Teacher’s final days expose shocking palliative care gap
THE daughter of a former Mackay teacher has described the "woeful" palliative care her mother received during her last 12 days of "suffering", before her death in 2017.
The Queensland Parliamentary Health, Communities, Disability Services and Domestic and Family Violence Prevention Committee is conducting an inquiry into aged care, end-of-life and palliative care and voluntary assisted dying.
In her written submission to the inquiry, Fiona Jacobs described the pain of watching her "intelligent and gentle" mother's health deteriorate following her father's death.
"Her rheumatoid arthritis became worse and her osteoarthritis became so bad her ankles joints fused, leaving her with little movement left at all," Ms Jacobs said.
"Her knees grated bone on bone and her hips and back were out of alignment due to her chronic ataxic gait."
Despite her excruciating physical pain, Ms Jacobs said her mother only ever took Panadol for her symptoms.
"She still, however, had a sharp mind and always participated in interesting conversation until she started showing signs of dementia. This was mum's worst nightmare," she said.
Ms Jacobs' mother was eventually sent to a Mackay nursing home to receive high care palliation.
The day after her mother arrived at the nursing home - her second stint at the facility - Ms Jacobs recalled the shock of receiving a teary phone call from her brother asking her to fly up to Mackay "because mum was dying".
Ms Jacobs arrived at the nursing home the following day to find her mother "lying in a nappy with her shirt up around her head" and in distress.
"I asked the student nurse if she could go and find a nurse immediately. I stayed with mum to try and calm her down," she said.
"Nothing worked - she had no idea who I was or where she was, she was non-verbal, clearly distressed and obviously suffering in pain.
"Being a registered nurse myself, I was used to caring for dying people, but mum's distress shocked me deeply."
Ms Jacobs said for the next three days, she fought her mother's doctor, nursing staff and her siblings to maintain adequate relief for her.
She claimed at one point, she was told the nursing home had "run out of morphine" and was waiting for a pharmacy delivery.
She also claimed her mother continued to drift in and out of consciousness and went without fluid for five days prior to her death.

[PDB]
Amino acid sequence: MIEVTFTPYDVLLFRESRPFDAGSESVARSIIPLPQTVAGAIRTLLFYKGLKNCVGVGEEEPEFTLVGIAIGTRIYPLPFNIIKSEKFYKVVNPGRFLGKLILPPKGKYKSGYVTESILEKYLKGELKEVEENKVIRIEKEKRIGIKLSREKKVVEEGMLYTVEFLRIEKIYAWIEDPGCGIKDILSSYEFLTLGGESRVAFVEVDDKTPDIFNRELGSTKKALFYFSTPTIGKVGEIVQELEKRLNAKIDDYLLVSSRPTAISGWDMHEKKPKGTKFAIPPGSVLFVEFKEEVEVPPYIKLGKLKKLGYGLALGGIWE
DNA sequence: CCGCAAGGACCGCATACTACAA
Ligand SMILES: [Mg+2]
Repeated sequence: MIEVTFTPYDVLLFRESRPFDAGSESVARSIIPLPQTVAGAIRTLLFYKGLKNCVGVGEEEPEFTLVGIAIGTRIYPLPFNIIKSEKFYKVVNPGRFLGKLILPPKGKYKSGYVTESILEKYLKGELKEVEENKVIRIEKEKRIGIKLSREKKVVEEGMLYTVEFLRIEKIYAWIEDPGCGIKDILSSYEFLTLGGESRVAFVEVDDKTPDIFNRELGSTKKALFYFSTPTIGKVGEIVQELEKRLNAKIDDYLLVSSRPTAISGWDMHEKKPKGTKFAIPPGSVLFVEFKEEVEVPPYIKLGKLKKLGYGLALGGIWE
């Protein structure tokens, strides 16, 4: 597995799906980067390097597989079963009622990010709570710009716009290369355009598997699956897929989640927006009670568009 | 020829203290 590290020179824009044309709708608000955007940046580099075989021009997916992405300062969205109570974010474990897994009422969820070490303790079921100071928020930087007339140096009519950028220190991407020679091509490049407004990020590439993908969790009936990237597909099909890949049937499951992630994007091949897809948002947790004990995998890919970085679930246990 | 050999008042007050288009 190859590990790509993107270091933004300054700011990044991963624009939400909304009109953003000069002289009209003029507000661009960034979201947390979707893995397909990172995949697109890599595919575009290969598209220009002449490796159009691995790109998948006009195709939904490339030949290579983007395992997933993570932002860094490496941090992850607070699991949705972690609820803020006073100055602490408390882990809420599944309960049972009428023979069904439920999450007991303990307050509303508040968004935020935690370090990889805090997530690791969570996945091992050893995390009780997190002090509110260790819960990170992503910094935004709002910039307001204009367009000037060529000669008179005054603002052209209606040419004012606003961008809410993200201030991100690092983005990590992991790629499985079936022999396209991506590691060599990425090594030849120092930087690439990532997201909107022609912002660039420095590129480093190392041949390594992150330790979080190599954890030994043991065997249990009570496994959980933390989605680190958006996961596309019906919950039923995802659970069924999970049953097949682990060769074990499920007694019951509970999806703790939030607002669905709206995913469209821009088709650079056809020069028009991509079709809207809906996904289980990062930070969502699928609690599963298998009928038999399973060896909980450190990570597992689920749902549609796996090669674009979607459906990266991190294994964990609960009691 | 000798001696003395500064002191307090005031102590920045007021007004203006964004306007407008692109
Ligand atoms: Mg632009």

Since the experience, Ms Jacobs has become a passionate advocate for voluntary assisted dying.
To this day, she is still profoundly affected by the way her mother died, and her relationship with her siblings has been irrevocably damaged.
"I believe that every person has the right of choice and self-determination and that voluntary assisted dying is an adjunct to good palliative care and end of life care," Ms Jacobs said.
"Currently, the quality of a person's end of life care and experience is often dependent on the knowledge and skills of those professionals who are caring for them.
"There is a fundamental need for further education around the areas of not only palliative care, but also Advance Health Care Directives and end of life care as opposed to routine aged care."
Palliative Care Queensland chief executive Shyla Mills said Queensland's inquiry into aged care, end-of-life and palliative care and voluntary assisted dying had exposed eye-opening stories and gaps in palliative care.
Ms Mills said despite the great work of skilled staff working in palliative care in Mackay, the region's sparse population and a lack of resources meant it was sometimes difficult for patients to access specialist care.
"We definitely think there needs to be improvement in that space. A lot of people in Mackay travel to Townsville or Brisbane for specialist care," she said.
"Across Queensland, we have only 50 per cent of the recommended specialist palliative care doctors needed."
Ms Mills said PCQ had a neutral position on the issue of voluntary assisted dying.
But she said the current gaps in palliative care and aged care across the state should not be the reason for introducing new legislation.
"We really need to look at the issues in the system. It's likely only two per cent of the population will be eligible for voluntary assisted dying," Ms Mills said.
"If people are looking at choice, really there's not a choice for good palliative care across Queensland - that is needed whether voluntary assisted dying comes in or not."
Mackay Base Hospital has a dedicated palliative care nurse.
In 2017, it recruited a palliative care nurse navigator to help guide people with a terminal illness through the healthcare system.
Mackay Hospital and Health Service acting chief executive Marc Warner said there was no maximum capacity limit set for its palliative care service.
"At any one time there are up to 50 patients accessing palliative care and each year about half of these patients are supported to die at home," Mr Warner said.
"We recognise that supporting people at the end of their life is a sensitive time in life and we are always striving to see how we can enhance our work in this area."
Mackay Mater Hospital executive officer Beth Thomas said the hospital has a nine-bed palliative care unit, which recently reopened after undergoing a refurbishment.
The number of beds in the unit can be increased during times of higher demand.
Ms Thomas said statistics from Palliative Care Australia found 70 per cent of patients preferred to die at home.
"Investment in services and having funds available to provide really good palliative care everywhere is the first step," she said.
"The unit is there to support families and patients in any way. We'll continue to have those beds available to meet the demand."